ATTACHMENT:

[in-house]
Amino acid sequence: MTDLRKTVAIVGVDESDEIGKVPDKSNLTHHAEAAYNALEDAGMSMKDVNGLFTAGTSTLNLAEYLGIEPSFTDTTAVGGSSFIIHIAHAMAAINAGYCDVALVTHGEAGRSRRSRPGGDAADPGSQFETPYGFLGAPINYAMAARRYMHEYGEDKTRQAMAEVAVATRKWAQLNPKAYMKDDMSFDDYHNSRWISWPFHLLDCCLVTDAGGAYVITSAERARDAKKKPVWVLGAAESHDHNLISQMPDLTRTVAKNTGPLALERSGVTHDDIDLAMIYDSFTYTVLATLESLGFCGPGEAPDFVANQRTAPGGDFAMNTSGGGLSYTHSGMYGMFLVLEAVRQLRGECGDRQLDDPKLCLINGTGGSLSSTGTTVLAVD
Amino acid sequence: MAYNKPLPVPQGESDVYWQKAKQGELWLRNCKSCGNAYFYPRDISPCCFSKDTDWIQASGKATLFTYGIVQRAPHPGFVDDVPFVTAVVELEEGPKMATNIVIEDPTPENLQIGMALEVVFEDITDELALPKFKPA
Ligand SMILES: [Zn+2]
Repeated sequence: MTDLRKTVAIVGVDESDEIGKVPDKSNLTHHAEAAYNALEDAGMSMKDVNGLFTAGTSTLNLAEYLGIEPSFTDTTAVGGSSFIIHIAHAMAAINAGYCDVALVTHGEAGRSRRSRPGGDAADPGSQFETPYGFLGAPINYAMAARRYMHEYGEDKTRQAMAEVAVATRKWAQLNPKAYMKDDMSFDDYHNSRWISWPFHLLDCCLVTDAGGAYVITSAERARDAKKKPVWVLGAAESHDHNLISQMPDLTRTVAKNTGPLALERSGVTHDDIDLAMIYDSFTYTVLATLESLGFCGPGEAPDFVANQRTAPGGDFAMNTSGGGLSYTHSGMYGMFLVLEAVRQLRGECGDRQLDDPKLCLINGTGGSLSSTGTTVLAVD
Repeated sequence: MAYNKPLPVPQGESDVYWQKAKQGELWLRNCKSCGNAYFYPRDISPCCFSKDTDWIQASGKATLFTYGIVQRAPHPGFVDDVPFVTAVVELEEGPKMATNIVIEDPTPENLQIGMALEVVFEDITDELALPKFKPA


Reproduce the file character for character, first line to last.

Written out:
[in-house]
Amino acid sequence: MTDLRKTVAIVGVDESDEIGKVPDKSNLTHHAEAAYNALEDAGMSMKDVNGLFTAGTSTLNLAEYLGIEPSFTDTTAVGGSSFIIHIAHAMAAINAGYCDVALVTHGEAGRSRRSRPGGDAADPGSQFETPYGFLGAPINYAMAARRYMHEYGEDKTRQAMAEVAVATRKWAQLNPKAYMKDDMSFDDYHNSRWISWPFHLLDCCLVTDAGGAYVITSAERARDAKKKPVWVLGAAESHDHNLISQMPDLTRTVAKNTGPLALERSGVTHDDIDLAMIYDSFTYTVLATLESLGFCGPGEAPDFVANQRTAPGGDFAMNTSGGGLSYTHSGMYGMFLVLEAVRQLRGECGDRQLDDPKLCLINGTGGSLSSTGTTVLAVD
Amino acid sequence: MAYNKPLPVPQGESDVYWQKAKQGELWLRNCKSCGNAYFYPRDISPCCFSKDTDWIQASGKATLFTYGIVQRAPHPGFVDDVPFVTAVVELEEGPKMATNIVIEDPTPENLQIGMALEVVFEDITDELALPKFKPA
Ligand SMILES: [Zn+2]
Repeated sequence: MTDLRKTVAIVGVDESDEIGKVPDKSNLTHHAEAAYNALEDAGMSMKDVNGLFTAGTSTLNLAEYLGIEPSFTDTTAVGGSSFIIHIAHAMAAINAGYCDVALVTHGEAGRSRRSRPGGDAADPGSQFETPYGFLGAPINYAMAARRYMHEYGEDKTRQAMAEVAVATRKWAQLNPKAYMKDDMSFDDYHNSRWISWPFHLLDCCLVTDAGGAYVITSAERARDAKKKPVWVLGAAESHDHNLISQMPDLTRTVAKNTGPLALERSGVTHDDIDLAMIYDSFTYTVLATLESLGFCGPGEAPDFVANQRTAPGGDFAMNTSGGGLSYTHSGMYGMFLVLEAVRQLRGECGDRQLDDPKLCLINGTGGSLSSTGTTVLAVD
Repeated sequence: MAYNKPLPVPQGESDVYWQKAKQGELWLRNCKSCGNAYFYPRDISPCCFSKDTDWIQASGKATLFTYGIVQRAPHPGFVDDVPFVTAVVELEEGPKMATNIVIEDPTPENLQIGMALEVVFEDITDELALPKFKPA